“Life-changing” is the kind of hyperbolic descriptor thrown around all too easily in the world of publishing, but it could quite reasonably be applied to Naoki Higashida’s nonfiction bestseller “The Reason I Jump.” Written when Hagashida was just 13 years old, it’s a unique account of autistic spectrum disorder from the inside, giving voice to a community frequently described as “non-verbal” and dispelling multiple misconceptions about the way they see and feel the world around them. Translating that perspective-shifting achievement to the screen is a tall order, but Jerry Rothwell’s documentary of the same title does so with imagination and grace: Not so much a direct adaptation of Higashida’s book as an application of its insights to the lives of five other young people diagnosed with ASD, it finds supple visual and sonic language to bring sensory dimension to their experience.
It’s easy enough to see how “The Reason I Jump” nabbed an audience award at Sundance in January — it’s as emotionally piercing as it is beautiful to behold — but that’s not to say the film plays to the gallery. Rather, it counts significantly on the viewer’s own capacity for empathy and interpretation, evoking autism through impressionistic detail instead of pedantic medical explanation. Rothwell’s film is most comparable to the BAFTA-nominated doc “Notes on Blindness” in its efforts to make cinematically immediate a condition that many imagine in blandly literal terms. Buoyed by the enduring profile of its source material, “Jump” should complete a popular festival run disrupted by the COVID-19 pandemic (though it recently played the digital edition of Hot Docs), to land comfortably in arthouses, streaming platforms and TV schedules alike.
Hagashida’s book lends a structural and spiritual spine to the film, with key extracts from the English translation — co-written by “Cloud Atlas” author David Mitchell — delivered in running voiceover, binding the otherwise diverse experiences of five subjects spread far across the globe. In India, we meet Amrit, who channels her frustration at being unable to converse with others into vibrant drawings that illustrate her daily routines and encounters, and eventually net her a solo gallery show. In Britain, teenager Joss is more verbal, but struggles to separate past traumas from present-day events, leading to volatile emotional swings before his parents (the film’s producers, Jeremy Dear and Stevie Lee) reluctantly place him in a residential school.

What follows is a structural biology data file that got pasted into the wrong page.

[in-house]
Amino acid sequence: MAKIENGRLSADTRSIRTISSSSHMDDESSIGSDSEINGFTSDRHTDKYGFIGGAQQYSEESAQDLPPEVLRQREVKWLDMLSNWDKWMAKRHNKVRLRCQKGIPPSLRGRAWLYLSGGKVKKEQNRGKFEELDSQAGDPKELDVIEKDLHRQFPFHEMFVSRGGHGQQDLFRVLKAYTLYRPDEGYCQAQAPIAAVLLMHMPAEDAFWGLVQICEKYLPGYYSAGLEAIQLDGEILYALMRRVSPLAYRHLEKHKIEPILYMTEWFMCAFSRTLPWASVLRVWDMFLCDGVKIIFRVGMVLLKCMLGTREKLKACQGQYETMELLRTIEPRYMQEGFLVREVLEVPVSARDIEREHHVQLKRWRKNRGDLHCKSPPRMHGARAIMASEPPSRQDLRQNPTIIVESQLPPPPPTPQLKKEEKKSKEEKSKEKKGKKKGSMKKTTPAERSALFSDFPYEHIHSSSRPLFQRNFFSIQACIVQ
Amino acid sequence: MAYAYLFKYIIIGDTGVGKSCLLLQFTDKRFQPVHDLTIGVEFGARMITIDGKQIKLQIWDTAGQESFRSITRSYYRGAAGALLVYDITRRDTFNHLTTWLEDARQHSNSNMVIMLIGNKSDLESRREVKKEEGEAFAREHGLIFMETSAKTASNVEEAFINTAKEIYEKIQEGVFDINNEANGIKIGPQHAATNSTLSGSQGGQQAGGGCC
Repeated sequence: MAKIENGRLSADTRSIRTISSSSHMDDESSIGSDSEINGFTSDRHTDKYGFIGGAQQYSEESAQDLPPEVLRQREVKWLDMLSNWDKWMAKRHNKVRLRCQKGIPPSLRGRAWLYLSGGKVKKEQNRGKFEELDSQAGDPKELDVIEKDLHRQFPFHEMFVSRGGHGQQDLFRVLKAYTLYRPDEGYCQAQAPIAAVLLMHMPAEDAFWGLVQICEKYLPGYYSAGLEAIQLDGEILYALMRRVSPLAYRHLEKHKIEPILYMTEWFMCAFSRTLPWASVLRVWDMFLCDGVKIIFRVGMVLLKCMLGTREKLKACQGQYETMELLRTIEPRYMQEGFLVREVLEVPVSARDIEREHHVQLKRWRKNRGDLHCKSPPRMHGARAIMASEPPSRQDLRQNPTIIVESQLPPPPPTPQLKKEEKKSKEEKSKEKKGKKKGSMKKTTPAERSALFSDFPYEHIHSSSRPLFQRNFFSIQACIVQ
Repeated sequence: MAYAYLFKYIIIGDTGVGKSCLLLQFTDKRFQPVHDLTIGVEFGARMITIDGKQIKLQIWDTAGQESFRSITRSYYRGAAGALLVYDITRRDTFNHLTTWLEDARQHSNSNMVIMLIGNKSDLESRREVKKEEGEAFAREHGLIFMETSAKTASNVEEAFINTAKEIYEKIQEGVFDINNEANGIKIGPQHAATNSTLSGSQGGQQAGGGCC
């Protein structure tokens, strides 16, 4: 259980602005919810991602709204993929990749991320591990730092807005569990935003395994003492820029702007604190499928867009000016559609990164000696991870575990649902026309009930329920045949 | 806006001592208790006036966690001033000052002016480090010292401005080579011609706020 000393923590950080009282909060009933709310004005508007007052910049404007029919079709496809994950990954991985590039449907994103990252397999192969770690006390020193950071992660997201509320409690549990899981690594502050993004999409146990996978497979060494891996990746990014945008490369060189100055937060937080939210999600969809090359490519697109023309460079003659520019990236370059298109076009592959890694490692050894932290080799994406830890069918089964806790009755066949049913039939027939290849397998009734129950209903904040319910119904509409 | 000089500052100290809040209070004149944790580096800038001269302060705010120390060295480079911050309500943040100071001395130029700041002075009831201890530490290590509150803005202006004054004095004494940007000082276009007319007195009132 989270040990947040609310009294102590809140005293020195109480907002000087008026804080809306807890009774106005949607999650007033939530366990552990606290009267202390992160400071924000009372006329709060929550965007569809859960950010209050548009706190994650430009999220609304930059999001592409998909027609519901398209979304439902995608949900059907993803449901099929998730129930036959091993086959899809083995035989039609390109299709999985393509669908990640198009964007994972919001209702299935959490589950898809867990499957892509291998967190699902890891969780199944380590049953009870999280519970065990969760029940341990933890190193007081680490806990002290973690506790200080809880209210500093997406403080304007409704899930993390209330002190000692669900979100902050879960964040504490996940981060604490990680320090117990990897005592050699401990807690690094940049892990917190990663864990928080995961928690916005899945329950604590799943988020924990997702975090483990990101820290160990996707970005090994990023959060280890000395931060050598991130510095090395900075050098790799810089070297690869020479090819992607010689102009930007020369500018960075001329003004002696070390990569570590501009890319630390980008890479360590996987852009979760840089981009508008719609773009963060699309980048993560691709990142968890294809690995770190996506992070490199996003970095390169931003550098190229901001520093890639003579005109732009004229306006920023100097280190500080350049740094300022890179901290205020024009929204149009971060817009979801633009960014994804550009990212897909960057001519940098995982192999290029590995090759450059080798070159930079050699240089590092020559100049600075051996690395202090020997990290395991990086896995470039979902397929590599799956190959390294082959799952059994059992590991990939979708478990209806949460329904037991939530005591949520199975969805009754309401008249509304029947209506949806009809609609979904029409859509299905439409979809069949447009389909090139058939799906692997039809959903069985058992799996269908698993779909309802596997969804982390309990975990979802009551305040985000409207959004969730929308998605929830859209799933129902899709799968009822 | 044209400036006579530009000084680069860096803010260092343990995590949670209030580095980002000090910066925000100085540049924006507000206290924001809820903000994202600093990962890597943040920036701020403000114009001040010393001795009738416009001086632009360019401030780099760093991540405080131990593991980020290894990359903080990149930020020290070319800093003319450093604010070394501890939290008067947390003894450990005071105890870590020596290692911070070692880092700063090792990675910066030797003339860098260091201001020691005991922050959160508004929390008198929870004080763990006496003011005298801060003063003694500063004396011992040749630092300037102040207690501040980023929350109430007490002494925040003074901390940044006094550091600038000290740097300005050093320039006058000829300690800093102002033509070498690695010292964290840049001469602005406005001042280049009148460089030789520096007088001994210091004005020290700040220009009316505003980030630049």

In the U.S., best friends Ben and Emma crucially have each other as allies and confidantes at the progressive special-needs school they attend together, though they also manage to communicate with their families and teachers via letterboards. Punched in a single letter at a time, their thoughts are complex, witty and frequently angry. “They have denied our civil rights,” Ben observes of his previous, less enlightened school: a reminder that, while autistic people can be incorrectly described as living in a world of their own, they often see the one we inhabit all too clearly. Finally, we travel to Sierra Leone to meet Jestina, youngest and perhaps furthest on the spectrum of the five, whose parents Mary and Roland have battled hard to establish the country’s first dedicated school for autistic children. It’s a significant victory in a society where people like Jestina are still frequently accused of witchcraft or Satanic possession by superstitious elders.
Interleaved with their stories is more ambient footage of a young autistic boy (Jim Fujiwara) exploring and playing in a stormy coastal landscape. His hands-on experience of his surroundings is evoked through exquisite, near-tangible closeup imagery, zeroing in on striking individual colors, textures or flickers of light. These scenes are overlaid with passages from Higashida’s book, describing a sense of the world in which details can swamp what the rest of us might see as the bigger picture. In the wrong hands, this device could feel an artsy affectation; instead, it serves to highlight shared perceptions and sensations among autistic people, without sinking into convenient generalizations.
Contrasting perspective is provided by loving but self-effacing family members, as well as the aforementioned Mitchell, himself the father of an autistic son. These alternating points of view, however sympathetically intertwined, still show up a key gap in understanding between them: the realization that no non-autistic person can ever perceive time, space and memory the way an autistic person does, and vice versa.
Using the vivid pointers in Higashida’s book, however, the filmmaking does its best to bridge the barrier, via Ruben Woodin Dechamps’ kinetic, color-saturated camerawork and Nick Ryan’s highly resourceful sound design, which carry us palpably between headspaces. Nimbly switching between different lenses and sonic streams, Rothwell invites viewers inside the psychological isolation and overwhelming sensory awareness felt by people at various points on the spectrum, as well as cathartic breakthroughs in expression and connection with others. “I think we can change the conversation around autism by being part of the conversation,” Ben observes via his letterboard; for many viewers, this compassionate, creative documentary will open ears and eyes in equal measure.